Tuesday, June 25, 2013

The Films of Ray Harryhausen

Ray Harryhausen was one of Hollywood's most famous stop-motion animators and most influential special effects innovators. Prior to the development of computerized special effects, stop-motion animation played a key role in adventure and sci-fi filmmaking from the 1940s up until the 1980s. Of those that were skilled in this technique there were relatively few. Ray Harryhausen not only mastered the slow and delicate art of animation but he made large strides in what can be done - with a little bit of patience - using simple models and photography. 




When "Jason and the Argonauts" hit the big screen in 1963 audiences were in awe of Jason's fight against the army of skeletons. Harryhausen breathed life into those inanimate objects with bone-clattering violence. A pterodactyl silently swooping down upon a lone cave woman, a goddess taking the form of a ship's figurehead, a giant bronze statue creaking to life to wreak vengeance on the men who stole the sacred treasure of the gods, these were all memorable moments on screen that not only seemed amazing in youth but continues to astound today, even in the midst of mind-boggling CGI effects. 

George Lucas, claimed that "if it hadn't been for Harryhausen there would have never been a Star Wars". Directors Peter Jackson and James Cameron also cite Harryhausen as their inspiration and his films their incentive to pursue film-making as a career. 

This post is called The Films of Ray Harryhausen because, although he was not an auteur filmmaker and his role in the movies that he made could not be confused with that of the director, he did much more than his simple credit of "special visual effects" justified. It was often Harryhausen who proposed the initial story concept, scouted the locations, helped work on the script, the art direction and the design of the film. It's no wonder that these films have a distinguishable style that sets them apart from other adventure films of the era. They all bear the Harryhausen stamp. 

Ray Harryhausen ( June 29, 1920 - May 7, 2013 )





Mighty Joe Young ( 1949 )

A young girl in Africa raises a gorilla and must decide whether to expose him to the "jungle" of New York when a promoter decides to exhibit the creature. Terry Moore, Ben Johnson, Robert Armstrong. Directed by Ernest Schoedsack.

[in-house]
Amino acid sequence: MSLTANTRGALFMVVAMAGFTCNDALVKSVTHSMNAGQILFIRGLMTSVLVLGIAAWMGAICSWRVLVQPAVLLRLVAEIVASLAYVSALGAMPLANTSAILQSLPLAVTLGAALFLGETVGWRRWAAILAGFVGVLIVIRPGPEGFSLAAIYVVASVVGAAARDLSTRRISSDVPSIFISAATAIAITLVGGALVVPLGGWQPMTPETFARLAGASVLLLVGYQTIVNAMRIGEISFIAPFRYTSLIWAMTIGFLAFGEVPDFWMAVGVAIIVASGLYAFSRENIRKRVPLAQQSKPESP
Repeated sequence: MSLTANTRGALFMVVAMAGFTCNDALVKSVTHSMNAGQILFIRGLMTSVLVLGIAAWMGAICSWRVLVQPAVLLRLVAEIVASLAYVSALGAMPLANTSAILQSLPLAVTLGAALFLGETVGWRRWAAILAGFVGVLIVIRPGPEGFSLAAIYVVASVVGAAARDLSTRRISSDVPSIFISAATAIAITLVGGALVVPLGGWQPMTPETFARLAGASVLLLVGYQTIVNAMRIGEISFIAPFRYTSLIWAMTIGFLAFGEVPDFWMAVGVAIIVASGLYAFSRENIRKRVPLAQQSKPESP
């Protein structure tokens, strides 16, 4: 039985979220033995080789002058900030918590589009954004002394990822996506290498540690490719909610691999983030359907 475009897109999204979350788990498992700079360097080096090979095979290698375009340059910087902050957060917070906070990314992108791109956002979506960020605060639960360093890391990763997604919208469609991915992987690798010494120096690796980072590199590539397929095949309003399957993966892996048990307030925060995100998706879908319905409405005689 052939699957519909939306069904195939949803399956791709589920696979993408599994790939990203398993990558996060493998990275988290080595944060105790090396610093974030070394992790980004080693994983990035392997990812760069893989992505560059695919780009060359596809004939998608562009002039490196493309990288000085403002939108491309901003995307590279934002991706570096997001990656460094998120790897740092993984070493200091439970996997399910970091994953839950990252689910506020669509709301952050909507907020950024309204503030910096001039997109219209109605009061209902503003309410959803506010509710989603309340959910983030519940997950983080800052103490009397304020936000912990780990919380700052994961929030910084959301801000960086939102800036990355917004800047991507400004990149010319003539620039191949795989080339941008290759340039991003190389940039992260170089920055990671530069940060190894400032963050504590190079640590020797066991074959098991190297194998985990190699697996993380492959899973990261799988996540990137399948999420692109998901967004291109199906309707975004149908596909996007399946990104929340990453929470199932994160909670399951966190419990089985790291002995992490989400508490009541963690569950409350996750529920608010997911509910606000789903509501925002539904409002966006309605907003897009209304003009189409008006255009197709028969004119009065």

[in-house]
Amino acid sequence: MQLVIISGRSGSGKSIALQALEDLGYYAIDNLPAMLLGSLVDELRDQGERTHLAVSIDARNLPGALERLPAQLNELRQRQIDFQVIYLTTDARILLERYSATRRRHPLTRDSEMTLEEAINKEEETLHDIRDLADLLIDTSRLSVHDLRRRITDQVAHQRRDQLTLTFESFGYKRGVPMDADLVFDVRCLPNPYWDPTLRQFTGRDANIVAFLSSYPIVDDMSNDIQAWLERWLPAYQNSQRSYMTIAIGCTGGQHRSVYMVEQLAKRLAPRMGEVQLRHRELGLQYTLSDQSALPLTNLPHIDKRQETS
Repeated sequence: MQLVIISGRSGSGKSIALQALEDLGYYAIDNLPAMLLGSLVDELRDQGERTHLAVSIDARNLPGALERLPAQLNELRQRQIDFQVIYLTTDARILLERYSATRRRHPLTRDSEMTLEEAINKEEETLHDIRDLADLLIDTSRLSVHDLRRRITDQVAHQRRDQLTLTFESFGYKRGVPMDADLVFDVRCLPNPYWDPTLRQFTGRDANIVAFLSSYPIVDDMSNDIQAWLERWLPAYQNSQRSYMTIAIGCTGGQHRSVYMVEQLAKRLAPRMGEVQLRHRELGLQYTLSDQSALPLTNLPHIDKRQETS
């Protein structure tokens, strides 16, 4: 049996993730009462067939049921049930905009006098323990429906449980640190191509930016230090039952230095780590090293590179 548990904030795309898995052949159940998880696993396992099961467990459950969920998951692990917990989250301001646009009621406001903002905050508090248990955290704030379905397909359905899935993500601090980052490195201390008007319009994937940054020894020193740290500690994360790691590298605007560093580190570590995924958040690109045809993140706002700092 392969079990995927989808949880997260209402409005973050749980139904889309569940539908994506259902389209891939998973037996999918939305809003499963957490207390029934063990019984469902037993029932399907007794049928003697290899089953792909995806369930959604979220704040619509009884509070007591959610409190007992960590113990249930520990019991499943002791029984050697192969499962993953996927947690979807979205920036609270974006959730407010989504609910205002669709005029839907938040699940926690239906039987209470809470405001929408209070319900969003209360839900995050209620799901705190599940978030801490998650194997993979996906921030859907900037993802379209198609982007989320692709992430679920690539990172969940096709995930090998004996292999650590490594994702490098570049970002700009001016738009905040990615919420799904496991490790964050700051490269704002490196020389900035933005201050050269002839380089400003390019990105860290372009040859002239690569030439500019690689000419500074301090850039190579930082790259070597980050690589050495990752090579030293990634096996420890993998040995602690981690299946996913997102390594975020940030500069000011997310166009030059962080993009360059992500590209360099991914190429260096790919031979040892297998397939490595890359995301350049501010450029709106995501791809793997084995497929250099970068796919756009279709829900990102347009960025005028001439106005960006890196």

The stop-motion Pioneer Willis O'Brien, was approached by a teenage Ray Harryhausen in the early 1940s and asked if he could study under him, O'Brien told him to go to art school and practice his craft all he can. He did, and later, in 1948, O'Brien asked him if he would like to work with him on his upcoming picture "Mr. Joseph Young of Africa". Did he! "Mighty Joe Young" was essentially a remake of Willis O'Brien's own classic "King Kong" ( 1933 ), but it became the launching pad into a world of feature film animation for Ray Harryhausen. 



The Beast from 20,000 Fanthoms ( 1953 ) 

Scientists discover that a prehistoric dinosaur was reawakened to life during an Arctic atomic bomb test. Paul Christian, Paula Raymond, Cecil Kellaway, Kenneth Tobey. 

"The Beast from 20,000 Fanthoms" was Harryhausen's first solo project and the film where he developed the split-screen animation technique which was later to be known as Dynamation. "Beast" was a great commercial succcess and opened the doors to greater projects for Harryhausen. 



It Came From Beneath the Sea ( 1955 ) 

Radiation from bomb tests conducted in California change the feeding habits of an octopus by creating a ferocious appetite! Kenneth Tobey, Faith Domergue, Donald Curtis, Ian Keith. 

Following the success of "The Beast from 20,000 Fanthoms", came this creature flick from out of the primordial depths of Charles Schneer's imagination. The young producer from Columbia Pictures was introduced to the budding animator and together they created this monster classic - as well as a partnership that spanned over three decades. 




Earth Vs. The Flying Saucers ( 1956 ) 

A scientist is contacted by alien beings who secretly plan to enslave all inhabitants of Earth. Hugh Marlowe, Joan Taylor, Donald Curtis, Grandon Rhodes. 

What better way to follow up a monster movie than to make a sci-fi film? And no sci-fi film would be complete without retro UFOs. "Earth Vs the Flying Saucers" contains an excellent sequence of the alien flying discs attacking the nation's capital, Washington D.C.